Every two days or so, Curtis comes to my office to visit me. Well, I call it my office, but it’s more like the church’s office, where I am forced to sit all day behind glass and answer phones and talk to people through a small round whole in one of the panes. In any case, Curtis comes by several times a week, carrying a backpack and wearing at least one, occasionally two, button down shirts and a rosary around his neck. He often gives me business cards for people who are, strangley, not him. He has a stack of them in his backpack, and apparently as he makes his rounds through Houston, through the medical center and downtown and midtown and wherever else the train will take him, he collects flyers and business cards from the receptionists at Herman Hospital, bulletins and pictures of the pope form the catholic churches and he hands them out to his friends. I am one of these friends, and I have a stack of letters and bulletins and catalogs in my drawer that I keep for a whil, then recycle. Curtis is and odd man, but he’s not at all unfriendly or belligerent. He’s usually upbeat. “Hey Jeremy, how you been doing? Working hard? When you going to come visit me? You know where I live, right down by the museums.” And then, after I’ve mumbled something friendly, he’ll command me in a friendly Texan accent, “Hey, write this down: 713-383-4465. Tell the pastors to pray for my friend Jean, that’s J-E-A-N. She’s my good friend at the hospital. I go there every day. That’s her number.” I gave him a couple dollars for lunch once, and was reminded why this is a bad idea when I had to turn him down the next day. Usually, though, he doesn’t ask for anything but prayer. “Tell the pastor to pray for divine financial assistance, and divine strength.” I tell him I will, and I try to pray for him, but I don’t as often as I should. Then he’ll head out. “OK, you have a great day. Don’t work too hard Jeremy.”

I don’t understand Curtis, but he’s sweet and harmless. A church in midtown attracts a lot of rather odd people, often a little needy and probably more than a little mentally ill. When someone like “John Williams the Third” calls, there’s little I can do but listen. In a fluttering voice and what he must of thought was an English accent he told me, “I’m the infant son of the duke of Wales. I’m being held hostage here by government people. I think they work for the post office. ” He was trying to get back to England. I guess because the church is an Episcopal Church, part of the Anglican Church, he thought we might be able to help him. He needed to get to an English protectorate, like the West Indies. Or Canada.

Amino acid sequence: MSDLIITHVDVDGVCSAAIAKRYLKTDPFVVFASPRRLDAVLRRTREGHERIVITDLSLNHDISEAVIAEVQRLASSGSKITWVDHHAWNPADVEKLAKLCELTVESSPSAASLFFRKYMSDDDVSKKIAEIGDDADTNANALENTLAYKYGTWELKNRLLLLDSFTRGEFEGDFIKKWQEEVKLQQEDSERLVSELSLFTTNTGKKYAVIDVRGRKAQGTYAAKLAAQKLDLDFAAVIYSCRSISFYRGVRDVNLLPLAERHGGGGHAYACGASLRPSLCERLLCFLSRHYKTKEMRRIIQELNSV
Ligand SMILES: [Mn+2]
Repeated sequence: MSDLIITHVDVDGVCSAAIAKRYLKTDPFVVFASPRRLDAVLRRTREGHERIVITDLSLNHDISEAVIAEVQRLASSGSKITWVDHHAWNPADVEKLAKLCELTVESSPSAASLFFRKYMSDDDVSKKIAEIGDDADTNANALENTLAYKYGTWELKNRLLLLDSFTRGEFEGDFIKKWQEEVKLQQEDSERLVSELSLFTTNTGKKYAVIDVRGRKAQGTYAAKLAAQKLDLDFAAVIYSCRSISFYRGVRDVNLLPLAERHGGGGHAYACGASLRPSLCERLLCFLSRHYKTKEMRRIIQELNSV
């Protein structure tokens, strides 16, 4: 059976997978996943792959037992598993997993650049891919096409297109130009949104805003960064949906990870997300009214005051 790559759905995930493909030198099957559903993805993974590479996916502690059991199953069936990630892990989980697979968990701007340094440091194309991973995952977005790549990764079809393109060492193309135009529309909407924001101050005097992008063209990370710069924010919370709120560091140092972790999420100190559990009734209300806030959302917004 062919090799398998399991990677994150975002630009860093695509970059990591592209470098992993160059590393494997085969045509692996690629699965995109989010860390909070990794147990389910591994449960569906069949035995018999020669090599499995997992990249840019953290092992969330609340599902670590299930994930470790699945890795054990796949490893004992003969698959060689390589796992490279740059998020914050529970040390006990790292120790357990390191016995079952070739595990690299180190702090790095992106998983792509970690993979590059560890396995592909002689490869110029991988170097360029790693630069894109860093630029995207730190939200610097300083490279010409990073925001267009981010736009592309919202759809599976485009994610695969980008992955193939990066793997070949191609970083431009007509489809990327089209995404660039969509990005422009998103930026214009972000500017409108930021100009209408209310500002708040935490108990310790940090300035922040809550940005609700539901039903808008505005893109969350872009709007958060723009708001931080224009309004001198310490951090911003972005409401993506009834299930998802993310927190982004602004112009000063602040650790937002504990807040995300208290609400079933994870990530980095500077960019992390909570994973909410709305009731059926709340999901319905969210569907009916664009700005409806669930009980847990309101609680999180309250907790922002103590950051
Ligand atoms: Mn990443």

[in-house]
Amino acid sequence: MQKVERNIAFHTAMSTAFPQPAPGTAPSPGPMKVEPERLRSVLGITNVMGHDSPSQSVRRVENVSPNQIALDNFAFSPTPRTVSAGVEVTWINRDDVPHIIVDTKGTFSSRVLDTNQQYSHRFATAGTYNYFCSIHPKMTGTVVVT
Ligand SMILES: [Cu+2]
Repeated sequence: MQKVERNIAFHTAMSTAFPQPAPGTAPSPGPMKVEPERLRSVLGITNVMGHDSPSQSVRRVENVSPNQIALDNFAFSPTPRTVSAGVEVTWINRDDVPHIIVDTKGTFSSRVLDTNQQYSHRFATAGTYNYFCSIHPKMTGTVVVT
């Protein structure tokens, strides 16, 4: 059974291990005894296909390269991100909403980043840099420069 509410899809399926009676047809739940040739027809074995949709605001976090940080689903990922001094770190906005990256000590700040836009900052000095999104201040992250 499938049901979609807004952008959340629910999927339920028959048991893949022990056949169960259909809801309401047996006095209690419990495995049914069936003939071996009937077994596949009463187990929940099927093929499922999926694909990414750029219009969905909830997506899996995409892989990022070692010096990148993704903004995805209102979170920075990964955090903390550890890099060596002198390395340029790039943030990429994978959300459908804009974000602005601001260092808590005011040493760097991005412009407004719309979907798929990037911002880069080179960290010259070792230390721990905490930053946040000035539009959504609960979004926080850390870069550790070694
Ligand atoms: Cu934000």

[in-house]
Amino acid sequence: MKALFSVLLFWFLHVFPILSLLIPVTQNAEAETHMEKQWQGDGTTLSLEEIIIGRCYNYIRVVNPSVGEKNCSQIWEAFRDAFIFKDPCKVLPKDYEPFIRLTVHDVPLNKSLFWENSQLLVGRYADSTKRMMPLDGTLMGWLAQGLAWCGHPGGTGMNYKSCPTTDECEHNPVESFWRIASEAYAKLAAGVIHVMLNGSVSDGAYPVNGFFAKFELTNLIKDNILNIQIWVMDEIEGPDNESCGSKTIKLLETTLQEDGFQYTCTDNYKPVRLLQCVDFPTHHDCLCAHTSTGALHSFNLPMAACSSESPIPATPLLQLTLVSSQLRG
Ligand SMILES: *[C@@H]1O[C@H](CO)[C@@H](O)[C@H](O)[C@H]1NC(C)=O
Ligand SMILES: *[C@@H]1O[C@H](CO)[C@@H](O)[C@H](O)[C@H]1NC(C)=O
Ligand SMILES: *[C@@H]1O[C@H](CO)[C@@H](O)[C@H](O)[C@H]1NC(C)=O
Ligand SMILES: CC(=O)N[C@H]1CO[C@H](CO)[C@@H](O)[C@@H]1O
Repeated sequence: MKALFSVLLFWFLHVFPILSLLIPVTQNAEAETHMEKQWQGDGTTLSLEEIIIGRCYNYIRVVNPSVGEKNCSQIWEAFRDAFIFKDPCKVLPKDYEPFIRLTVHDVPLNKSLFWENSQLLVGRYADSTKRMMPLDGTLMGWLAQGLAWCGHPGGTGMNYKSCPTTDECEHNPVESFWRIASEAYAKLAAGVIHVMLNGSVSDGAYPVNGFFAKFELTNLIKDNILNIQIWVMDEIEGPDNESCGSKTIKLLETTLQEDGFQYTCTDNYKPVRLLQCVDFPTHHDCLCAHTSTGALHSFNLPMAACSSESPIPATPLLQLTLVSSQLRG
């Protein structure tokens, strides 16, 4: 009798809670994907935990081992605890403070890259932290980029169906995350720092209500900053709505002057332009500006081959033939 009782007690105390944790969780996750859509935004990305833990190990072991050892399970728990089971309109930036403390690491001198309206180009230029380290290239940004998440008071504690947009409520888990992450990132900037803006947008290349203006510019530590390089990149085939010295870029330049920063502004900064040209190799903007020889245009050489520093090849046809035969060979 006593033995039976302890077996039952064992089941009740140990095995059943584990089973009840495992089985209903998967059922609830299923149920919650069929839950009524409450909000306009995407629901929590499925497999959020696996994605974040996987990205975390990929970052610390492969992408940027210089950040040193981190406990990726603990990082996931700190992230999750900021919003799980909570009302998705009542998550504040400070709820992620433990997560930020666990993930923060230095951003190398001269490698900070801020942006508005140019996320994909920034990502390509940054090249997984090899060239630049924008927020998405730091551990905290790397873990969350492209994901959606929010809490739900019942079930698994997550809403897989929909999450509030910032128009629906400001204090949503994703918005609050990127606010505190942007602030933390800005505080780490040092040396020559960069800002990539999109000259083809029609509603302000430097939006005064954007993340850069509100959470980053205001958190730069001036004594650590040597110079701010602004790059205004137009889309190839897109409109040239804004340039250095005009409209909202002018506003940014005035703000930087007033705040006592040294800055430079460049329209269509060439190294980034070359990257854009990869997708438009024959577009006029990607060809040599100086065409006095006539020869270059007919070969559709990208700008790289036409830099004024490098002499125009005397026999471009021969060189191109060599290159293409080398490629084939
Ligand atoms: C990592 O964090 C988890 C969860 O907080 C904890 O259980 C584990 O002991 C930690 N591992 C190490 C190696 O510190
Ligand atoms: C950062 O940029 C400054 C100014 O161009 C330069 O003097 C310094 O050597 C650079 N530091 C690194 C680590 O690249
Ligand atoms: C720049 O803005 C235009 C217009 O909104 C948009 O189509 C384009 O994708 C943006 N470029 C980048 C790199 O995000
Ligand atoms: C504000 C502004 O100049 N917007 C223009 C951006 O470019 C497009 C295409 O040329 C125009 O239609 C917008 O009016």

I usually can’t help the people who come to the church. I am supposed to send those who need financial assistance to our sister church across the street, called The Lord of the Streets. Sometimes they send them back here, which makes it even harder to send them away, and I see in they’re eyes they feel like helpless ping pong balls, bounced from one spot to the other. Many want bus tickets, but those are almost impossible to get in Houston. When I say I don’t have anything I can give them, they want to talk to someone else. No one else is willing to talk to them, however, and I tell them that. Or rather, I tell them “No one is available,” and sometimes they get mad, and I get mad back. Over time, I have found that the best thing to do is to stay calm and polite. And rolling my eyes is never a good idea, that just makes things worse.

Occasionally I give them a little of my own money, a dollar or two, but this is usually a bad idea. I stopped carrying cash after I accidentally gave a man 20 dollars. I was about to leave, and he came to the door in black pants a dress shirt, in need of some money for a doctor. I was trying to turn him away, when he began to remove his clothing. Right there in the lobby, he unbuttoned his pants, untucked his shirt, and showed me a rash below his waistline. Fortunately, not so far below that he had to completely remove his pants. I told him I thought I had some money but when I looked in my wallet, I could only find a single twenty tucked between receipts. I looked at him, back in my wallet, back at him, and gave him the twenty. He gave me a big hug.

A few want to talk to a priest. Occasionally they want something I can give them. I have bottled water. For a while during the summer, a middle aged black man came by every day, dressed in a suit with kitchen aprons wrapped around his waist and sometimes his head, and asked for a bottle of water. On a Wednesday afternoon an old man, stooped in a blue plastic windbreaker and a beard, came in, asked me what day it was (“It’s Tuesday” I said) and left. There was something profound about that interaction, but I can’t quite figure out what it was. Maybe it was just being able to help someone. Even a little. I wish I could listen more, do more. Maybe he’s mentally ill, maybe he just really needed to know what day it is, or maybe he just wanted to talk to someone, even for a few seconds. On the bus, when my car wasn’t working, a young man just started talking to me. He leaned forward from the seat behind me. “What time is it?” I told him, he was quiet for a while, and then he said to me, “Do you what it is when you young, but you old?” I don’t, really. I didn’t know what to say. He was shaking his head, not at me, but maybe at his life, obviously difficult and bleak. “Damn,” he said.

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